A transgender high school student in Gulfport, Mississippi did not join her classmates at her graduation ceremony Saturday after a federal judge allowed her school to force her to wear “what the boys wear” to the event.

The American Civil Liberties Union (ACLU) of Mississippi said in a statement that the court’s decision to “uphold the school district’s express discrimination against our client is deeply disappointing and troubling.”

“Our client should be focused on celebrating this milestone in life with their friends and loved ones,” the organization added. “Instead, this judgment casts shame and humiliation on a day that should focus on joy and pride.”

The ACLU filed an emergency request for a temporary restraining order against Harrison County school officials and Harrison Central High School on behalf of the parents of a 17-year-old student identified in court documents as LB, who claimed that she was forbidden to wear a white dress and heels that she had bought for the ceremony.

LB’s parents, Samantha Brown and Henry Brown, accused the school district of sex and gender discrimination and violating the teenager’s First Amendment rights, according to the complaint.

On May 9, Harrison Central Principal Kelly Fuller told LB that she would have to wear “what the boys are wearing” if she wanted to participate in the ceremony, according to the complaint filed in US District Court on May 18.

LB has been openly transgender since she started attending school in her freshman year four years ago, she said. She wore dresses to classes and extracurriculars throughout high school, including prom, “with no problems or repercussions,” LB stated in its filing.

Superintendent Mitchell King told LB’s mother that she would have to wear “pants, socks and shoes, like a boy,” if she wanted to attend the ceremony, according to court documents. Mr. King also testified in court filings that the district relies on birth certificates to record whether students are boys or girls.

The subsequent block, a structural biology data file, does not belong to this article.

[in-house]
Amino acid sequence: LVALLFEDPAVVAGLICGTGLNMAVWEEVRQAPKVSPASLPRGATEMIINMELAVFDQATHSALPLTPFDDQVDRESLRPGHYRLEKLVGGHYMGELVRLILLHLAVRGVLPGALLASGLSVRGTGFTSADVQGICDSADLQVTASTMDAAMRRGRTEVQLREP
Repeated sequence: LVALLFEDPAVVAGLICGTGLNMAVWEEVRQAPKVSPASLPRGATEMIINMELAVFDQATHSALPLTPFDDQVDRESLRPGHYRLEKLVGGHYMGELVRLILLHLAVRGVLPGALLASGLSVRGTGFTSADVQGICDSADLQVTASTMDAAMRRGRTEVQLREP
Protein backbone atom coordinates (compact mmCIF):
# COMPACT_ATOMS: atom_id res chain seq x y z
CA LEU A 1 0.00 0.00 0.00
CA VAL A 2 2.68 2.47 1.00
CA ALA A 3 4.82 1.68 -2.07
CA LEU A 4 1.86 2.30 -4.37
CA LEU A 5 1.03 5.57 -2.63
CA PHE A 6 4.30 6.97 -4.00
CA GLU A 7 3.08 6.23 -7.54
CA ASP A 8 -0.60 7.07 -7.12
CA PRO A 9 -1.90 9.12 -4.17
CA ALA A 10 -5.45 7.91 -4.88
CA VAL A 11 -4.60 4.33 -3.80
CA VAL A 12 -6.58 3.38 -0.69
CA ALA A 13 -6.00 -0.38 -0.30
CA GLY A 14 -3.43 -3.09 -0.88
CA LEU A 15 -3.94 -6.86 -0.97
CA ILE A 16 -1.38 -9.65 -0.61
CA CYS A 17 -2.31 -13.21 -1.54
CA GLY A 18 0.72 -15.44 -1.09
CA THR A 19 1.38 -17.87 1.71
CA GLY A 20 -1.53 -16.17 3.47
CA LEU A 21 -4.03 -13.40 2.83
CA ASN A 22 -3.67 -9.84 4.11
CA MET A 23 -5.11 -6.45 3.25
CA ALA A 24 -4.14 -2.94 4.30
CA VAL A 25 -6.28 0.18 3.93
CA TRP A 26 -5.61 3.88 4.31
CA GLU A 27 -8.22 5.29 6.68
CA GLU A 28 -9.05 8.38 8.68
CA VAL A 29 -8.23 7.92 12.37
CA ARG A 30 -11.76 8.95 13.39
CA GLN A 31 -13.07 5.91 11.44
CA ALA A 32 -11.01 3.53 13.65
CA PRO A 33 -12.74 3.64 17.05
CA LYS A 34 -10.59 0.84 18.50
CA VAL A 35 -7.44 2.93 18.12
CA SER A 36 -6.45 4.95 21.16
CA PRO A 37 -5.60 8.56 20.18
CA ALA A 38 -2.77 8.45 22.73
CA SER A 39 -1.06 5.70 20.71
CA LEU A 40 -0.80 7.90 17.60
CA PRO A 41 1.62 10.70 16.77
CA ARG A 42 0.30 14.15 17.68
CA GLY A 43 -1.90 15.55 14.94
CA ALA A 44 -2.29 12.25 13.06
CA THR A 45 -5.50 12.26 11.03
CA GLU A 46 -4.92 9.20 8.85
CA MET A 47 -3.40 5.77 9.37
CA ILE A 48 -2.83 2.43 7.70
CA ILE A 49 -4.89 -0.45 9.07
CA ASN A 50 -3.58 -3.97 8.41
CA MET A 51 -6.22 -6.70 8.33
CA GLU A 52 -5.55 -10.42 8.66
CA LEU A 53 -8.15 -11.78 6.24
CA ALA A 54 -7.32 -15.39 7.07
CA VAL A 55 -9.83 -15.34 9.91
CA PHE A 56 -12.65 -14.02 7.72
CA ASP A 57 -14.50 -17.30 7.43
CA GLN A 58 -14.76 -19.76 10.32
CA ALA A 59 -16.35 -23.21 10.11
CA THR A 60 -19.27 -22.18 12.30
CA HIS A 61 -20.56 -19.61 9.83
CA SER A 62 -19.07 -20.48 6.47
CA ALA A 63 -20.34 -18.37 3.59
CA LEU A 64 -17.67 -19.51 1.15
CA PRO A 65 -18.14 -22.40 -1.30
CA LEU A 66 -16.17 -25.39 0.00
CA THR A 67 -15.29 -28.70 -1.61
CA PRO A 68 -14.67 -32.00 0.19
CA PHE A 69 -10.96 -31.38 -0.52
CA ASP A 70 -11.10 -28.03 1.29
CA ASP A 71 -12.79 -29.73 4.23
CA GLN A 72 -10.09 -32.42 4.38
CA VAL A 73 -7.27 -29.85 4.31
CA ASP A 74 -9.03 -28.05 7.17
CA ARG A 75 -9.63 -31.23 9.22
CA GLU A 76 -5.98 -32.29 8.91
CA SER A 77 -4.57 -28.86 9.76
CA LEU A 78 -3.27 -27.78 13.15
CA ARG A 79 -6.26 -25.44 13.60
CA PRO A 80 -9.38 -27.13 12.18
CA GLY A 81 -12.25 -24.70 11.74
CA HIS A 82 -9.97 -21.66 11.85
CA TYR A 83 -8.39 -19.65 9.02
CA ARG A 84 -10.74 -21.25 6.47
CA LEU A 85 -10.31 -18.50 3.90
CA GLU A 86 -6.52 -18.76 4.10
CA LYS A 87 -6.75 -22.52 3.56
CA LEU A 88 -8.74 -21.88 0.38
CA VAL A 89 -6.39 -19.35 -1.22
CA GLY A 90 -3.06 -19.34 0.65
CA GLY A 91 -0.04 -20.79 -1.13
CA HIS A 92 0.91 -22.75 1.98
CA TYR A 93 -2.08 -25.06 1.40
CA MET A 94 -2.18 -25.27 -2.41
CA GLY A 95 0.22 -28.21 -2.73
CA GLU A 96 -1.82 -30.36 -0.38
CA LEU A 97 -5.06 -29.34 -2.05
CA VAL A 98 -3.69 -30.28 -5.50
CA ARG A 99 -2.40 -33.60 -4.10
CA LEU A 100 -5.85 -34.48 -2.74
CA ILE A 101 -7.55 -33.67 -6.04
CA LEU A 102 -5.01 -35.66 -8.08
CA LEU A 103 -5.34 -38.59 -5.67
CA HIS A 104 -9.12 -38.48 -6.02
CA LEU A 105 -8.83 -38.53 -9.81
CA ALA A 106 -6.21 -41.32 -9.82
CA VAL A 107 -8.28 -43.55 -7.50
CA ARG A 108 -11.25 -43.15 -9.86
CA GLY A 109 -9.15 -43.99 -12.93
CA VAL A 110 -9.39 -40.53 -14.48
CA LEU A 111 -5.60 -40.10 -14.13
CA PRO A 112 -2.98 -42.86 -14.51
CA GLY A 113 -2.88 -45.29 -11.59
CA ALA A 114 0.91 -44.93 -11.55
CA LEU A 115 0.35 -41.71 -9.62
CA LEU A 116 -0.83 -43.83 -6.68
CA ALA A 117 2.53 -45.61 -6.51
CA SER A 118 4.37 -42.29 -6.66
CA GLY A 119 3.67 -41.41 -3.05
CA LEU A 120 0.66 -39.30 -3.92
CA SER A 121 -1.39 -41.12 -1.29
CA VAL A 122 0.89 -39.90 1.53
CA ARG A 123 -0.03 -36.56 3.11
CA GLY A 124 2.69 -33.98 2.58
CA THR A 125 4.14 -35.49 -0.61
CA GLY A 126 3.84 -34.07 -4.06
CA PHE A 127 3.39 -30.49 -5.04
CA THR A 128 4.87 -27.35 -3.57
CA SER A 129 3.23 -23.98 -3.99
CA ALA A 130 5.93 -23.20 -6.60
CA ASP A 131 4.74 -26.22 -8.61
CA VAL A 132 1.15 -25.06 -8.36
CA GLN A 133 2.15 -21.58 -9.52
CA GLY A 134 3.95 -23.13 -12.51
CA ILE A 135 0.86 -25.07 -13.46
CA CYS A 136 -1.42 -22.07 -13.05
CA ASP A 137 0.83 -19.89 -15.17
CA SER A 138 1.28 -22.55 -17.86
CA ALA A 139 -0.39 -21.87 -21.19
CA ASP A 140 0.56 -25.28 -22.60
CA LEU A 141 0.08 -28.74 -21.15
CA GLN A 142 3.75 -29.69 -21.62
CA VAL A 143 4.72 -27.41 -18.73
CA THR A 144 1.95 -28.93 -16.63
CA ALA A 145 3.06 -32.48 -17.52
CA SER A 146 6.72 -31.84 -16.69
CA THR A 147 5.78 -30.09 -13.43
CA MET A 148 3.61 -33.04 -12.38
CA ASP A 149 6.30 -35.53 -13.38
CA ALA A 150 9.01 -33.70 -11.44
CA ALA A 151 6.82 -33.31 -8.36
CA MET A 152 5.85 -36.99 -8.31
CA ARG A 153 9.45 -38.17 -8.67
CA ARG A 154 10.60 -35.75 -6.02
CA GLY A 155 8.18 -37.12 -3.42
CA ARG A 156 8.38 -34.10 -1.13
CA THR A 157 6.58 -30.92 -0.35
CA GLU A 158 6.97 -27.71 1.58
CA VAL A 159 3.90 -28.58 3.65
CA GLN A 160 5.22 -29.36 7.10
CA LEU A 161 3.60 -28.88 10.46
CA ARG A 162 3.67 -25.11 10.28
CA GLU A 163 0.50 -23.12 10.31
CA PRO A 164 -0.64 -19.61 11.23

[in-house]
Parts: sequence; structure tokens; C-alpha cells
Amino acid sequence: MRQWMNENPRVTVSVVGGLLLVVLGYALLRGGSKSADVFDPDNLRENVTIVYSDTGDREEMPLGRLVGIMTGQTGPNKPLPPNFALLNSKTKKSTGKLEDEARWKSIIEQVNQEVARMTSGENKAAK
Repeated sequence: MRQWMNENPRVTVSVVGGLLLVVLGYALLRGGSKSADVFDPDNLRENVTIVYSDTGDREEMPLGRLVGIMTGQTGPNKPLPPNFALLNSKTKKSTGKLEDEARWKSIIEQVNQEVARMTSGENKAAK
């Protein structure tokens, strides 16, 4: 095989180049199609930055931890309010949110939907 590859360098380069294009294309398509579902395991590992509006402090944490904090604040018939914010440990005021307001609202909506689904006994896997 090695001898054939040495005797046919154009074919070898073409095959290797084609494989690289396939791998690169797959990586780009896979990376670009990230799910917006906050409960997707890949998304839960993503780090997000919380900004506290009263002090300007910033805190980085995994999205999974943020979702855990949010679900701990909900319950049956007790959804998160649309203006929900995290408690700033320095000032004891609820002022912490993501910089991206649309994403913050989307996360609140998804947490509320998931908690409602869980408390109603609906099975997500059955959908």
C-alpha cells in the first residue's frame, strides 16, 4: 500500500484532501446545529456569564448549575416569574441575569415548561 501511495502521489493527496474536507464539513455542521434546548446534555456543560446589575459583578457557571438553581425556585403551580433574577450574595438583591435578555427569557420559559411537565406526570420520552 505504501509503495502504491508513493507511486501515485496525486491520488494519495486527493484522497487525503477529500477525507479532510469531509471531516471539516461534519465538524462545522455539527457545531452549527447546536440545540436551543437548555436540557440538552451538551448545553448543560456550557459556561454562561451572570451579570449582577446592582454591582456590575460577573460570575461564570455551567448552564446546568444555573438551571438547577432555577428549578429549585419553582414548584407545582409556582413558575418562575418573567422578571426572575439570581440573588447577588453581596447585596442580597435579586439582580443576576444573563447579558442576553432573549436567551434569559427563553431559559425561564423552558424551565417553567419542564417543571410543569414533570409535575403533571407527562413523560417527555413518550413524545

An attorney for the school district responded in a report which states that “participating in a voluntary graduation ceremony when you are no longer a student wearing a cap and gown and following the dress code you agreed to follow does not impinge on protected rights or warrant extraordinary injunction.”

LB ultimately skipped the May 20 ceremony, hours after US District Judge Taylor B McNeel denied her request for a temporary restraining order to block the school’s enforcement of the dress code.

“For LB, graduating from high school marked the beginning of a new chapter in her life and a celebration of what she has accomplished over the past four years,” said ACLU Staff Attorney Linda Morris said in a statement after the verdict. “LB chose a dress that made her feel beautiful and confident. That’s how she wanted to feel when she took her diploma in hand.”

The independent has requested comment from Wynn Clark, the attorney for Harrison County schools.

“It is deeply offensive that the school would choose to celebrate our daughter and her achievements and try to destroy it with such a discriminatory act,” LB’s mother Samantha said in a statement accompanies the application.

Mississippi is among several states that have filed a wave of legislation aimed at LGBTQ+ people, especially trans youth, in recent years.

The state has no law that expressly prohibits discrimination against LGBT+ people or bullying LGBT+ students.

Republican Gov. Tate Reeves signed a bill earlier this year banning transgender youth from receiving affirmative health care, against guidance from most major medical organizations support age-appropriate, medically necessary and potentially life-saving care.

More than a dozen other states have passed similar laws or policies banning gender-affirming care for transgender youth. Court orders have blocked bans from taking effect in three states.

More than half of all trans youth in the United States between the ages of 13 and 17 are at risk of losing access to such care in their home state, according to the Human Rights Campaign.